UnderstandConstruction in six stages

Construction in six stages

Six unusual stages of the viaduct construction

A monumental structure built in barely three years... the result of perfect coordination of teams and techniques! 
The Millau Viaduct, at 2,460 metres long, is an essential link in the motorway connecting Clermont-Ferrand to Béziers, which opens up an entire region.

The structure, conceived by engineer Michel Virlogeux and designed by architect Sir Norman Foster, was constructed by the Eiffage Group, which specialises in civil engineering and steel construction.

Most of the cutting-edge techniques used in public works were employed in the construction of the viaduct: lasers, GPS, translation mechanisms, self-climbing formwork, special asphalt, high-performance concrete and innovative materials have made completion of this extraordinary structure possible.

Construction of an extraordinary structure

The Millau Viaduct is the culmination of an incredible journey. From conception to completion, several thousand people united their energy and ingenuity to participate in this unique endeavour.

At the peak of construction, nearly 600 workers were working on the site. They mastered the most advanced technologies to guide the construction of this giant of steel and concrete, with millimetre precision.

Achieving that only took three years, from December 2001 to December 2004.


March 2002 / December 2003 – Erecting the piers

The Millau Viaduct has seven piers that support the viaduct deck.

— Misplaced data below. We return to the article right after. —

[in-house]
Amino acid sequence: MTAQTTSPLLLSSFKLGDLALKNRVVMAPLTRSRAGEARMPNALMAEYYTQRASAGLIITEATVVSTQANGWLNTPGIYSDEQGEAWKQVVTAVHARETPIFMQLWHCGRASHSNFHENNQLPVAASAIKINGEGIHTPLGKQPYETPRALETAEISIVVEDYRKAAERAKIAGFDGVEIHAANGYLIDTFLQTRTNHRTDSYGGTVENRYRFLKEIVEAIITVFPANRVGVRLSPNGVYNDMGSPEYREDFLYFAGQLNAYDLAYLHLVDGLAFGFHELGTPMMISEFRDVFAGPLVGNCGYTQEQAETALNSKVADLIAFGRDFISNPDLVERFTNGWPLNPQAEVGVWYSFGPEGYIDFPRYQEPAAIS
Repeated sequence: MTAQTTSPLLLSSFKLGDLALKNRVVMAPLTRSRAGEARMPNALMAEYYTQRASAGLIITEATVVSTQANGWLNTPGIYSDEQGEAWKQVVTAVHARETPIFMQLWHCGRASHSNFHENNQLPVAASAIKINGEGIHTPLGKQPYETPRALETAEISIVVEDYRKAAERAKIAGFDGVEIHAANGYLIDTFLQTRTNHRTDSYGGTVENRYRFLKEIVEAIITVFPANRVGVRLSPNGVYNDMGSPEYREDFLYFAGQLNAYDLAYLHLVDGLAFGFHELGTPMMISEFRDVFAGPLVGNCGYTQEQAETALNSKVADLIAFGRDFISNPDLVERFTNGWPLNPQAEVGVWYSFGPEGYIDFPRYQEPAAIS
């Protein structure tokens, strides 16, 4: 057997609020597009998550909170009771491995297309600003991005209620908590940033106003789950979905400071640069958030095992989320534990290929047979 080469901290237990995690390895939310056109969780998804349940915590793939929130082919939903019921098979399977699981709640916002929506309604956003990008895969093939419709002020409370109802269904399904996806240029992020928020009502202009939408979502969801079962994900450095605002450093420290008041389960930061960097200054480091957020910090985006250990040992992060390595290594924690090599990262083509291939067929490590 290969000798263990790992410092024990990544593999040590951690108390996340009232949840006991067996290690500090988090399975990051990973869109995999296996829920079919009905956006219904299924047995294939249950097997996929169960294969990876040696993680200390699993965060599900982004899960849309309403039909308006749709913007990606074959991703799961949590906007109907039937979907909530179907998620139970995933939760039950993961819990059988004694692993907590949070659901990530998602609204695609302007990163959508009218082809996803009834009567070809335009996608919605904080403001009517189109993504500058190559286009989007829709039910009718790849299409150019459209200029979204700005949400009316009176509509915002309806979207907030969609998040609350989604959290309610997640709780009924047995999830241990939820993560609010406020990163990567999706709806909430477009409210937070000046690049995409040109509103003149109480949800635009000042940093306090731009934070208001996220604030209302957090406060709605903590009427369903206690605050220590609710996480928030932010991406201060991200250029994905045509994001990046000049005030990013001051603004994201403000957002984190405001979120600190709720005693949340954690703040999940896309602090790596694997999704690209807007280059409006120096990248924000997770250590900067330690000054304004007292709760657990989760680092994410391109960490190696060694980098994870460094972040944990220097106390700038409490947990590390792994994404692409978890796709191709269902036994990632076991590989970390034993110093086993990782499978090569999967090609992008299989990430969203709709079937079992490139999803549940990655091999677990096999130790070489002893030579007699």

The foundations

From March 2002, just few weeks after the start of construction, the piers began to rise up.
The abutments were built at the same time as the piers, on the Causse du Larzac and the Causse Rouge. On 9 December 2003, a few weeks ahead of schedule, the piers and abutments were finished.

Eiffage met the challenge, with the bonus of the world record for the highest pier, "P2". 


20 months to assemble 36,000 tonnes of steel: launching the deck

Two open construction sites were set up behind the abutments, to the north and south of the viaduct. All welding and assembly work was carried out there, limiting the risks associated with working at great heights.

Noteworthy features / Key figures

  • Transporting parts: the heavy transport vehicles, with a height of 4.2 metres and a length of 15 to 22 metres, weighed up to 90 tonnes.
  • The deck is 32-metres wide, while its total mass is around 36,000 tonnes.
  • 20 months of work were needed for 150 workers to build the deck.
  • 96% of the tasks were carried out at ground level.

Launching: the deck hanging in the void

Getting the steel deck onto the piers involved a special launching technique. Section after section (each a half-span in length), the deck was launched into the void.

To succeed in this operation, translation mechanisms were installed on the piers and temporary piers (gigantic steel props serving as intermediate supports between two piers). They thus allowed the deck's 36,000 t to be moved.

At a rate of one operation every four weeks, it took eighteen launches to put both sides of the deck into place directly over the Tarn. Carried out at an average speed of 9 m/h, each launch required up to 48 hours of non-stop work. The deck was joined on 28 May 2004 at 2:12 p.m. above the Tarn.

Noteworthy features / Key figures

  • 64 translation mechanisms to move 36,000 tonnes